Wanda (right) alongside fellow panel presenters Hineitimoana Greensill and Pauline Reynolds [click to enlarge]

Fleets abound with Pacific scholars, creatives, activists and politicians met at the April 2023 ‘To Hell With Drowning’ Pacific Studies conference at the Australian National University (ANU) in Canberra.  As a child of Sapapali’i, Sāoluafata, Safotulafai, Lalomanu, Vaie’e, Matāutu Falealili in Samoa, I extend my Fa’afetai to people of the unceded Ngunnawal and Ngambri lands (Canberra Australia) for their warm welcome and hospitality to country. Thank you also to the Australian Association for Pacific Studies (AAPS) organising committee led by Professor Katerina Teaiwa and Talei Mangioni for their care. Fa’afetai to the AAPS for the Guy Powles travel prize that made it possible for me to attend and I am grateful to my supervisors Dr. Jess Pasisi (Otago), Professor Alice Te Punga Somerville (UBC) and Tootooleaava Dr. Fanaafi Aiono Le-Tagaloa (USP Samoa) for their unwavering support and guidance. Thank you especially to Dr Jess Pasisi for the academic manaakitanga extended to many PhD students.

On a panel with Dr Pauline Reynolds of the Norfolk Island Museum and PhD student Hineitimoana Greensill, I presented my paper on Indigenous Pacific language archives and its role in ‘Rethinking Australian Coloniality through Pacific Biography’. Utilising the intersections between Professor Epeli Hau’ofa’s notion of the ‘totality of relationships’[1] and Māori scholar Professor Alice Te Punga Somerville’s poem ‘Room’[2] provided an opportunity to think about: ancestral links; ideological connections; and spaces of reckoning and recovery.

My paper focussed on Samoan historiography and the kinds of work that are made possible when we centre on Samoan language archives as sites of Indigenous knowledge production and historical recovery. This resulted in the emergence of an intellectual, geographical, linguistic and cultural Pacific expansiveness alongside the rich long standing embodied stories of Pacific connectivity that not only interrogate pervasive Australia white settler colonial histories but demand more institutional university spaces to conduct decolonial work with our languages. Samoan language archives recovered links with fellow kin, in particular South Sea Islanders of Mer Island, Torres Strait Island region where Samoan missionaries and local Mer Island people established the London Missionary Society church named ‘O le Sulu Samoa’ in 1902. Letters from Badu Islands and Vanuatu recovered family histories and brought to light the many ways in which Pacific Islanders see each other and connect over oceans of memory.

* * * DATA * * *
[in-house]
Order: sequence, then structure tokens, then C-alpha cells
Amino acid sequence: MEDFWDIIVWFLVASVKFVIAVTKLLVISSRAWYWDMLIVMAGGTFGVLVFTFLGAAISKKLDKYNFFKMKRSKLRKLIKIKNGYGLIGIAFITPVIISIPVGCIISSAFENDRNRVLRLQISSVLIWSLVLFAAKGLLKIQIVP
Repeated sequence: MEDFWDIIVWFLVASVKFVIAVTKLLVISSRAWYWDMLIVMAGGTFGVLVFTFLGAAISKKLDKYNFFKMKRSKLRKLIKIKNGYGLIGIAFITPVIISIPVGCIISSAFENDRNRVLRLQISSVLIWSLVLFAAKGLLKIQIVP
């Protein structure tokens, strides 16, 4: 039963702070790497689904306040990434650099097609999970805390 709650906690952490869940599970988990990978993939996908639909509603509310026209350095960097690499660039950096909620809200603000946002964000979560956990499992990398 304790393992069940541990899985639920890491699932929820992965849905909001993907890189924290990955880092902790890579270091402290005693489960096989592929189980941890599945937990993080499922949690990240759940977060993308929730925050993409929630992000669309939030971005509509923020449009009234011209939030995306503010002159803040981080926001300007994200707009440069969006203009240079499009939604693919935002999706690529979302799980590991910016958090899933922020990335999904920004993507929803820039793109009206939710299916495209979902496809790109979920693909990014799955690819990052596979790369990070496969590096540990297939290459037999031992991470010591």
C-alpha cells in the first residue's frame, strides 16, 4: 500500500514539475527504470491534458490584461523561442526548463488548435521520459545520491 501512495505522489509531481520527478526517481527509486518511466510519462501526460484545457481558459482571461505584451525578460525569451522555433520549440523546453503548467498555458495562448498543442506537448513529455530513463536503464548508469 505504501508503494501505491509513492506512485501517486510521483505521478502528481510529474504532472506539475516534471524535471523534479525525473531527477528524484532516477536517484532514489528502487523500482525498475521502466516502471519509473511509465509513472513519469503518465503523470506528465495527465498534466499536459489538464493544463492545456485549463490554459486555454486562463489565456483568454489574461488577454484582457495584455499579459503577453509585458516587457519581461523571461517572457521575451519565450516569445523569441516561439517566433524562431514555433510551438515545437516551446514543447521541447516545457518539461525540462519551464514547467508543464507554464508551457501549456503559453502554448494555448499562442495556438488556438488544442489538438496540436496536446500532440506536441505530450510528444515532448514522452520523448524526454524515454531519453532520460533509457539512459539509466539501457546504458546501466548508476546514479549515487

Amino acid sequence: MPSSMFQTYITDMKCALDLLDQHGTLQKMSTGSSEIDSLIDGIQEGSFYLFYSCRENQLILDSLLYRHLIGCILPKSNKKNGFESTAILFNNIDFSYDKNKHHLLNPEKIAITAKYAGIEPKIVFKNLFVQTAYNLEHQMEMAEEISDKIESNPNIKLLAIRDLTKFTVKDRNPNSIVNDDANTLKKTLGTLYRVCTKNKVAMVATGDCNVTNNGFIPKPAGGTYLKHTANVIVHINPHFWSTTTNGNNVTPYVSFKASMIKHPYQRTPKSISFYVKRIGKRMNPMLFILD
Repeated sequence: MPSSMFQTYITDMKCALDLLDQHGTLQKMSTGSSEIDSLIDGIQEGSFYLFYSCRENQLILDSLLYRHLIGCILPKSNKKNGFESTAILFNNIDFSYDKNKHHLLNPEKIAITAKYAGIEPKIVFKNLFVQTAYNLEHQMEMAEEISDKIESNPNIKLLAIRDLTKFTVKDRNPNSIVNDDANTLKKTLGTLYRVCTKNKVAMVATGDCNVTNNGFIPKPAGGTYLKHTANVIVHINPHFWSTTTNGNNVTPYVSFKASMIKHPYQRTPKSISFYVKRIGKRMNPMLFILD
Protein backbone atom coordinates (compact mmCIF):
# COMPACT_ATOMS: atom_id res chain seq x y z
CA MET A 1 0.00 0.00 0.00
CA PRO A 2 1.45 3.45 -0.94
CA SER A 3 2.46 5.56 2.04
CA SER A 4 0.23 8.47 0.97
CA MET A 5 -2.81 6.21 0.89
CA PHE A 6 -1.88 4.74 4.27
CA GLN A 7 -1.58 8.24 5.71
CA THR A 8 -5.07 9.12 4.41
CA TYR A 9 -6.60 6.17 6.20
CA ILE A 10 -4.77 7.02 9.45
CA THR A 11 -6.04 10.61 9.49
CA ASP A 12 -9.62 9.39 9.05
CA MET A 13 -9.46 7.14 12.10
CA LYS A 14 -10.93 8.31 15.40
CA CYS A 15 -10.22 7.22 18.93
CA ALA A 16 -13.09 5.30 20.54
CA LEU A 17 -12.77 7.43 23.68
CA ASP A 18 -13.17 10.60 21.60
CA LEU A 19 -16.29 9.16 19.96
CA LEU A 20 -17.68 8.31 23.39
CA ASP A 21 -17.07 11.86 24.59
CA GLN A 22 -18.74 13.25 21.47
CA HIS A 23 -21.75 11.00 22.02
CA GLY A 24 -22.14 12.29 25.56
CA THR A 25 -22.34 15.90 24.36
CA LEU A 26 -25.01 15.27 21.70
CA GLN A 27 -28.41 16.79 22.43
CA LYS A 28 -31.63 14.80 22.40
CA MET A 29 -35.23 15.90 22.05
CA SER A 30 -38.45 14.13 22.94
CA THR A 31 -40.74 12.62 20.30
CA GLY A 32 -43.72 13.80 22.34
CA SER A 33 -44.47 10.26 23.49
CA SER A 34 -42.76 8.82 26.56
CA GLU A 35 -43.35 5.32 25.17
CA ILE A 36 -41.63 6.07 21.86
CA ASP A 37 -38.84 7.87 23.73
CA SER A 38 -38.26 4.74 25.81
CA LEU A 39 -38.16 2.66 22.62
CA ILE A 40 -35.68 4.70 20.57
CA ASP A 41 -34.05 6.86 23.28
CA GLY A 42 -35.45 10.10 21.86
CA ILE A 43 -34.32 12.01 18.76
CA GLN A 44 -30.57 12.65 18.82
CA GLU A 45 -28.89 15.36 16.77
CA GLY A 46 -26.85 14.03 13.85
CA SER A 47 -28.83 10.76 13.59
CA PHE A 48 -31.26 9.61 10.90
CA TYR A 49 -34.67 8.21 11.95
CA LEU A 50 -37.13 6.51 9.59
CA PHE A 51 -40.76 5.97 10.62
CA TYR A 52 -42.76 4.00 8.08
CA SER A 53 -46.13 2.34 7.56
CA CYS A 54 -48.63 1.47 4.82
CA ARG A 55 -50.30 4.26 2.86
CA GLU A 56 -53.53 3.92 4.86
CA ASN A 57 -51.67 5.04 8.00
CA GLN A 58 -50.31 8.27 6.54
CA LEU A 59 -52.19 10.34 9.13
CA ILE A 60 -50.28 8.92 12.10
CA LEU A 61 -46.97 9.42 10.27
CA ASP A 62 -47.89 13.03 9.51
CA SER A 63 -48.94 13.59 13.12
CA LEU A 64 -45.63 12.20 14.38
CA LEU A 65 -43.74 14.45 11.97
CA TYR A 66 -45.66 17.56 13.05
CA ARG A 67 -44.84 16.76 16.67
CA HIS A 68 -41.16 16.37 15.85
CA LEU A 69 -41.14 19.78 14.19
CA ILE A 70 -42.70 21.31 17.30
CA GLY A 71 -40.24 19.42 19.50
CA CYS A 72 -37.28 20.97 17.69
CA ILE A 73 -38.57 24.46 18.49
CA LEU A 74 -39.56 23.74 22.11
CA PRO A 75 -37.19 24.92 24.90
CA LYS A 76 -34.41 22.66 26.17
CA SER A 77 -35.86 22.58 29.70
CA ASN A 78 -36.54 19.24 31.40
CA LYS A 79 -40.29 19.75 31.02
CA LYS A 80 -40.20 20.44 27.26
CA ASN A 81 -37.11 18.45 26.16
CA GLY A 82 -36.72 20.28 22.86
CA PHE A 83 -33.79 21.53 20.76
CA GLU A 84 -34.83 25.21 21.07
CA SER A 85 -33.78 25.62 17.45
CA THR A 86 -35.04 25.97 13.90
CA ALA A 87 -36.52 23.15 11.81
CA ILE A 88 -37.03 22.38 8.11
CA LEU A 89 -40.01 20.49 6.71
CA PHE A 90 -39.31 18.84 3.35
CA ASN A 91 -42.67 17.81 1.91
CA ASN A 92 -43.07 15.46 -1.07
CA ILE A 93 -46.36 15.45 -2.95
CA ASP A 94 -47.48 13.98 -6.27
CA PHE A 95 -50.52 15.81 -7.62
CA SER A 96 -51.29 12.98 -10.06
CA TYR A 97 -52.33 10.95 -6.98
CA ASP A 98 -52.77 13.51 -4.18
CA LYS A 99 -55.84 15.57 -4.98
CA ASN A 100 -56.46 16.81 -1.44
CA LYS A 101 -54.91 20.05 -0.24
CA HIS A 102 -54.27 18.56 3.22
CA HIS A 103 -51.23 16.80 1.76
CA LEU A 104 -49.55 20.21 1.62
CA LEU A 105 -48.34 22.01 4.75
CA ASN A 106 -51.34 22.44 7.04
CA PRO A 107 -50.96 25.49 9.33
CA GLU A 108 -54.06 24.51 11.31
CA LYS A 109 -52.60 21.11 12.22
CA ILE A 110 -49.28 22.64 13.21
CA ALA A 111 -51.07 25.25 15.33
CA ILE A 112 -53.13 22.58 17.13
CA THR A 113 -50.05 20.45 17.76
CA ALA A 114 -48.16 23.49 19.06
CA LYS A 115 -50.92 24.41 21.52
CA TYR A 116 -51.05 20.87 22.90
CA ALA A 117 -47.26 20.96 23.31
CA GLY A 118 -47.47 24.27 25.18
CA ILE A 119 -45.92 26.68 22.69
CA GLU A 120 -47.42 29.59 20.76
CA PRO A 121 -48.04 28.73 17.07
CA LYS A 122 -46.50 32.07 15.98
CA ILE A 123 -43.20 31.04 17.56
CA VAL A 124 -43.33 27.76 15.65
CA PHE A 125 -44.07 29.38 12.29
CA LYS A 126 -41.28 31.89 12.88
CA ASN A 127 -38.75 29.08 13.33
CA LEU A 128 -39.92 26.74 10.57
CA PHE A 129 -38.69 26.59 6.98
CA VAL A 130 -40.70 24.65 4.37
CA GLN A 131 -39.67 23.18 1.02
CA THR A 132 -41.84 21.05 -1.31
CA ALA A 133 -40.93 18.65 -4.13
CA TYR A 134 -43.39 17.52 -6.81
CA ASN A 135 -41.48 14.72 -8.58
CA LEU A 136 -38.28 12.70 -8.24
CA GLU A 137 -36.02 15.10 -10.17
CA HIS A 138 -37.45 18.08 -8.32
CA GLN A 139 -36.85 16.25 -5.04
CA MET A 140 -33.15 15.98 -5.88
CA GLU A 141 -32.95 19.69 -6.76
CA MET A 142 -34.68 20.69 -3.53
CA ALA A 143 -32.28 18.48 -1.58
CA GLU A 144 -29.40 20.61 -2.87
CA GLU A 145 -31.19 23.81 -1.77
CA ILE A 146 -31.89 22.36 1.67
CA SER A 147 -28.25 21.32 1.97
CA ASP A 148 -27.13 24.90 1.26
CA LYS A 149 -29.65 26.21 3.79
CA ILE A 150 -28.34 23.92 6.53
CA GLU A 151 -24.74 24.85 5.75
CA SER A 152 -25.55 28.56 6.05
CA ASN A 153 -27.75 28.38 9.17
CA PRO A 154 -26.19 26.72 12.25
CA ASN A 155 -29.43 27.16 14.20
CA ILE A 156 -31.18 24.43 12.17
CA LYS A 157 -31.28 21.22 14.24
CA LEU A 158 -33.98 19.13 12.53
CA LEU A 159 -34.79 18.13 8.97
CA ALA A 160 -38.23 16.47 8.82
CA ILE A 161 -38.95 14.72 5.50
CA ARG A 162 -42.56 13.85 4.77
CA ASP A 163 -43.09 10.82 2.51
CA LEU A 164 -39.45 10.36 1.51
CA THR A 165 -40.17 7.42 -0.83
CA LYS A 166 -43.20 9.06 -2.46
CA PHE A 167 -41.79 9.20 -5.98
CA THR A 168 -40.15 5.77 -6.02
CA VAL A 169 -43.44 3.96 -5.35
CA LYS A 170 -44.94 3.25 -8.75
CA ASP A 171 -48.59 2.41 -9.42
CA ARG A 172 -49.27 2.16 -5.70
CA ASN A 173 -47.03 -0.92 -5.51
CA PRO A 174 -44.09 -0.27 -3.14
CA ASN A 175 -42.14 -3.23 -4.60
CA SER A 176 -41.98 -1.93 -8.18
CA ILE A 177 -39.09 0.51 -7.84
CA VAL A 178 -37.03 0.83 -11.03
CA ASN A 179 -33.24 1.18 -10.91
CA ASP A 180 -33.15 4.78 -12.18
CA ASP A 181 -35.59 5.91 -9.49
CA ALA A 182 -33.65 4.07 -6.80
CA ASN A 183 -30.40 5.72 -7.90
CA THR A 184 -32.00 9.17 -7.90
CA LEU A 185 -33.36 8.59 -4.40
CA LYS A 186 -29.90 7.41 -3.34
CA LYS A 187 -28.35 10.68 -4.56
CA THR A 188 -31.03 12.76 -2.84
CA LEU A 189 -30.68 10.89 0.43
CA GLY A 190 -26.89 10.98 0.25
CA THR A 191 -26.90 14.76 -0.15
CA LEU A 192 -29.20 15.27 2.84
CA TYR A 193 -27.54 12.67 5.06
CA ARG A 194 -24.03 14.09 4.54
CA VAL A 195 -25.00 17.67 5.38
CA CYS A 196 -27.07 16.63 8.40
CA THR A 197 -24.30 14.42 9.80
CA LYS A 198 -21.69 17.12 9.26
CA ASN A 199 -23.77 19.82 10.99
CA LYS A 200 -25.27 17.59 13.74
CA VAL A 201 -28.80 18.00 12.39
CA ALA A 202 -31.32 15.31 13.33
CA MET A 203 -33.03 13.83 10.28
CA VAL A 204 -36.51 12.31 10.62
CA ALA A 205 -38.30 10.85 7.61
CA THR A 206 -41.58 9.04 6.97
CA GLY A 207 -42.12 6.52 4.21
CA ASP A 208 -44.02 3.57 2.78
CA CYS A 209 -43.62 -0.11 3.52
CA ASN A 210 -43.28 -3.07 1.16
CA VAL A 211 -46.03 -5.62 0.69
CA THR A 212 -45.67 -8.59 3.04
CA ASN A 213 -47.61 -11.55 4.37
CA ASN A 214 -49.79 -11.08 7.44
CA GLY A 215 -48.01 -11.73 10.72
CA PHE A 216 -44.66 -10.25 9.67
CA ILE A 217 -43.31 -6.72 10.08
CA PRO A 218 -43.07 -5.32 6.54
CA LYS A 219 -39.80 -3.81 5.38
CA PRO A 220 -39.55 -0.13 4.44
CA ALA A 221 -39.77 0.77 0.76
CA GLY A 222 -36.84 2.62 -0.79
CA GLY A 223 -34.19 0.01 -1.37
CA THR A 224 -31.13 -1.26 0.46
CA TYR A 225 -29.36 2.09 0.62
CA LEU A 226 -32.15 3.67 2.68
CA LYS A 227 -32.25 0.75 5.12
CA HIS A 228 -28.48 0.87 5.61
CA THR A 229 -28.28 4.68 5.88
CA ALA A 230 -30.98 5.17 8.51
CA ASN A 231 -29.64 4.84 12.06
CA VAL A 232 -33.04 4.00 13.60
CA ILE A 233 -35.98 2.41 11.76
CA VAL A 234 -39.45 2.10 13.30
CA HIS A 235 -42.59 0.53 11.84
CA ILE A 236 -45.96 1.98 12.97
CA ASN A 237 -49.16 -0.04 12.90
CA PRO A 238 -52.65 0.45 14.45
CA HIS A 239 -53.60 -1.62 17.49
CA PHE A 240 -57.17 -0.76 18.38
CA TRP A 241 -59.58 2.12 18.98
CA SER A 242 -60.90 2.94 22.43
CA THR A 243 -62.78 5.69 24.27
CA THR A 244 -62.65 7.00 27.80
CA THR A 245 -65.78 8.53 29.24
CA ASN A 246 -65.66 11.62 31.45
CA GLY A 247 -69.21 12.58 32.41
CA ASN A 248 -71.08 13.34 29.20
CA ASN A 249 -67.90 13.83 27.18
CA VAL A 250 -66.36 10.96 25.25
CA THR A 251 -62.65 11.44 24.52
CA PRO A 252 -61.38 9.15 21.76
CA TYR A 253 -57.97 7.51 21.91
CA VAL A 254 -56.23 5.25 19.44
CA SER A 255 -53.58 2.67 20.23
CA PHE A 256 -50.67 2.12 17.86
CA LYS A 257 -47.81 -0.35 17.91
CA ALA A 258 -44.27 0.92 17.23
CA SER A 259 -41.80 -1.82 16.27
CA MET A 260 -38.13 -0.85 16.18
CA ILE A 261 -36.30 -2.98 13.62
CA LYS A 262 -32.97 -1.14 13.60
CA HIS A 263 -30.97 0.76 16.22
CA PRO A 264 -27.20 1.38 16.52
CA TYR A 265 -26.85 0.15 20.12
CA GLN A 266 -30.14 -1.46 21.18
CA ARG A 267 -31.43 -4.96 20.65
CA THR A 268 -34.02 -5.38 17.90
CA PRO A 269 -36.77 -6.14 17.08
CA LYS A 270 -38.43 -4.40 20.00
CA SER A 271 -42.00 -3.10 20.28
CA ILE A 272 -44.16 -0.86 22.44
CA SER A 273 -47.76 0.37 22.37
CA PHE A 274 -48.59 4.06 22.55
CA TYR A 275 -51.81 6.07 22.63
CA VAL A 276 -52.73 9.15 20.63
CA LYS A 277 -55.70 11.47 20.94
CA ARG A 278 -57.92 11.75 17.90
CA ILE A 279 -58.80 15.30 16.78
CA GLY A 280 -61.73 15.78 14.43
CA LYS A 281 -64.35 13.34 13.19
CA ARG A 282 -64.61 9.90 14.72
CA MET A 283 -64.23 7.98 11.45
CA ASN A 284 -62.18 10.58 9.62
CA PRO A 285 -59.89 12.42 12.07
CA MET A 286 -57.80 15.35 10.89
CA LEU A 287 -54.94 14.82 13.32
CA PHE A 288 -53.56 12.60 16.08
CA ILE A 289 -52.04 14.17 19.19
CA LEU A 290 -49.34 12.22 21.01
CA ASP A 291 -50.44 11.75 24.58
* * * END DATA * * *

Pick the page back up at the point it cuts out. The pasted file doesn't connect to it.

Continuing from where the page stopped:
Advocating for the use of our own epistemological paradigms in archival engagement is necessary because as matua Tuaopepe Albert Wendt asserts ‘Oceania deserves more than an attempt at mundane fact; only the imagination in free flight can hope, if not to contain her, to grasp some of her shape, plumage and pain’[3]. This is the wero (challenge) set for us all.

[1] Hau’Ofa, E. (1994). Our sea of islands. The Contemporary Pacific, 148-161.


[3] Wendt, Albert, 1982. Towards a New Oceania. In: G. Amirthanayagam. (eds) Writers in East-West Encounter: New Cultural Bearings. London: Palgrave Macmillan, pp 202-215.

Reflections on ‘To Hell With Drowning’ AAPS Conference 2023

With fellow Māori scholars (L-R): Sam Iti Prendergast, Alice Te Punga Somerville, Marama Salsano, Innez Haua, Karamea, Jo Maarama Kāmira

The following is a reflective piece from Karamea Moana Wright, one of Te Tumu’s PhD candidates in Pacific Islands Studies.

The first Australia Association for Pacific Studies’ conference I participated in was held primarily online in 2021, with separate hubs in Aotearoa and Australia. Because we were in groups on our own campuses, I don’t think I fully understood the magnitude or value of the conference and the association itself until this month, when I attended for the first time in person.

The four days in Canberra at the Australian National University were packed with phenomenal panels, plenaries, roundtables, and whakawhanaungatanga with incredible Pacific thinkers, researchers, artists, leaders, and poets influential in our region and discipline.

This conference opened my eyes in greater measure to salient contemporary conversations taking place in the field, how my own research sits within the broader landscape of Māori, Pacific, and Indigenous Studies, and to see what is possible in my work moving forward. The AAPS conference has left me hopeful, motivated, refreshed, rejuvenated, and encouraged, underscoring the necessity to return for the next AAPS conference in 2023, held in Sydney.